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JIMMA INTRA-UNIVERSITY WORKSHOP ON ONE HEALTH

28 October 2012 – Early on a Sunday morning, teaching faculty and deans representing departments of Zoology, Epidemiology, statistics, Health Services Management, behavioral science, environmental health, veterinary medicine, pathology, nursing, community based education, environmental science and technology, population and family health, Physiology, Microbiology, animal science, agriculture and medical science came together to implement One Health at Jimma University in South Western Ethiopia. 

While the meeting held three main objectives; (1) to update on OHCEA activities to date, (2) to lay out plans for incorporation of One Health concepts into different curriculums at the university and (3) receive a training on One Health Advocacy – the most important output was bringing together faculty from different disciplinary specialties to be part of an inclusive process of implementing the One Health approach. Bringing together different stakeholders (in this case university faculty) from different but interconnected and interdependent subject areas to be part of the inclusive process of implementing One Health is one of the greatest opportunities and achievements of the One Health Central and Eastern Africa university network. Active discussions followed each of the presentations while faculty members developed an understanding of working across traditional barriers, and shifting challenges to opportunities to realize a One Health reality.

A progress report from OHCEA focal person, Dr. Kifle Woldemichael, updated faculty members on the USAID sub-award now in place between OHCEA and DAI and some of the many opportunities and challenges reached to date. A country work plan for Ethiopia aligned with the key areas of the OHCEA regional work plan (especially curriculum development, faculty development, faculty and student exchanges, collaboration and partnership opportunities) is the important next step faculty members are asked to work together on.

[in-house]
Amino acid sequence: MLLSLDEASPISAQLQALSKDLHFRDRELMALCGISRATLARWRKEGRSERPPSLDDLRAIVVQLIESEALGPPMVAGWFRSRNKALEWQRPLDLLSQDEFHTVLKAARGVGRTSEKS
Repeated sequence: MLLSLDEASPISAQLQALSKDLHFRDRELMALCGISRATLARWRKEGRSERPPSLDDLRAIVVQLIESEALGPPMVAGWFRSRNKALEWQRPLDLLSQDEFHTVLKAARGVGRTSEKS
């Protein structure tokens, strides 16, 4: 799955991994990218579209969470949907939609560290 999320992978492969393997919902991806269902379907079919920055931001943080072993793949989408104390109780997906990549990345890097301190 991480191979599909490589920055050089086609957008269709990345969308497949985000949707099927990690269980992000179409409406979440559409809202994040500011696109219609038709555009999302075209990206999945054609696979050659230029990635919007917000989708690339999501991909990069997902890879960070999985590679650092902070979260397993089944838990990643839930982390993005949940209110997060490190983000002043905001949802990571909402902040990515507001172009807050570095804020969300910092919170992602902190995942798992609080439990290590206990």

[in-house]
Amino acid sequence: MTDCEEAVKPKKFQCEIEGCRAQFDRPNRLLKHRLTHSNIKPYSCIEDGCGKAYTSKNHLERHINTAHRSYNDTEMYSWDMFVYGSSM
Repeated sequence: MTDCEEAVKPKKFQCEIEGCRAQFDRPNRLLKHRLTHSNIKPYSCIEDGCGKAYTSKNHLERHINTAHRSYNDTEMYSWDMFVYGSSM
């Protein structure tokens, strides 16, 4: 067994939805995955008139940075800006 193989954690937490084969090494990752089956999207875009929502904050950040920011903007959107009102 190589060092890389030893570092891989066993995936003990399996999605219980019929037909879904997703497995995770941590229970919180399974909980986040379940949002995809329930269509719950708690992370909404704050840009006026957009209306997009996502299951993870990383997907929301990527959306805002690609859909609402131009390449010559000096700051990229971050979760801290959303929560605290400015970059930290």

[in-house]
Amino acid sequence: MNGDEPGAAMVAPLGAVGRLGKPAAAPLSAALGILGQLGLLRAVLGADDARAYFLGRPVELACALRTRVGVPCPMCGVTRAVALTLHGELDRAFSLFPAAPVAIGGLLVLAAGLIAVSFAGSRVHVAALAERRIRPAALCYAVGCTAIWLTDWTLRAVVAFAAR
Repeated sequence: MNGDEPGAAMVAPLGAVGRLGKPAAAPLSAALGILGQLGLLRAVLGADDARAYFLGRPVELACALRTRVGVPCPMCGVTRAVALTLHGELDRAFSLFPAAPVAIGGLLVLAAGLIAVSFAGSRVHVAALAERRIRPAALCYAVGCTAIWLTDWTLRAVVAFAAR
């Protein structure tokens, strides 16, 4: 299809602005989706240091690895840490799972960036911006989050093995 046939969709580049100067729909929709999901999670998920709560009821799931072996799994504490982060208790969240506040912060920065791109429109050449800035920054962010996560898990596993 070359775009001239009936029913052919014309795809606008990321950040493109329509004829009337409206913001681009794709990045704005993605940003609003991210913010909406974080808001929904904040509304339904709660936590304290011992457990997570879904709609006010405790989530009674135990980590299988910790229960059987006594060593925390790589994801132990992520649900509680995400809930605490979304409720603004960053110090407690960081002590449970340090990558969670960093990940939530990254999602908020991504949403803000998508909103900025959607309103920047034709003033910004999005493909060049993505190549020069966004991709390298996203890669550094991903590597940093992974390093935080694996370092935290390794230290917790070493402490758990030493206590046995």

OHCEA focal person, Dr. Moti Gemechu, followed with a presentation on opportunities for incorporating One Health into the different curriculums at Jimma. He Highlighted faculty exchange opportunities, like the one he and Dr. Kifle were able to attend in Minnesota in June 2012. Other opportunities include cross disciplinary teaching, cross disciplinary field experiences (especially in regards to community based training programs already utilized at Jimma), inter-disciplinary research projects and curriculum review and strengthening. Moti stressed the importance of moving from informal research and teaching collaborations into a more formalized process. Reactions and questions from faculty members highlighted a desire to establish a One Health student club, concerns that before post-graduate programs are proposed or implemented that a needs assessment is conducted to ensure graduates are taken up into appropriate jobs, benchmarking and standardization across human and animal laboratories and the importance of high level buy-in from government officials to implement One Health programs and activities.

The final presentation of the workshop was given by University of Minnesota Technical Liaison, Dr. Mac Farnham. Mac led an interactive discussion on One Health Advocacy, highlighting One Health Leadership Competencies developed at a Bellagio meeting in 2010 and some of the challenges and opportunities of implementing One Health. The ‘Minnesota Model’ of One Health implementation, supported by strong connections and partnerships between the university, state departments of health, agriculture and natural resources, as well as private sector was an area of keen interest of faculty interested to know how a similar model might be adapted in Ethiopia. Faculty were especially interested in specifics of training opportunities available with OHCEA US university partners and how they can participate

Finally, the importance of making One Health an inclusive process and ongoing discussion cannot be understated. In realizing a One Health reality, that inclusive process is the real product and is a shared responsibility across disciplines and sectors. This workshop demonstrated that product is well on its way to fruition.

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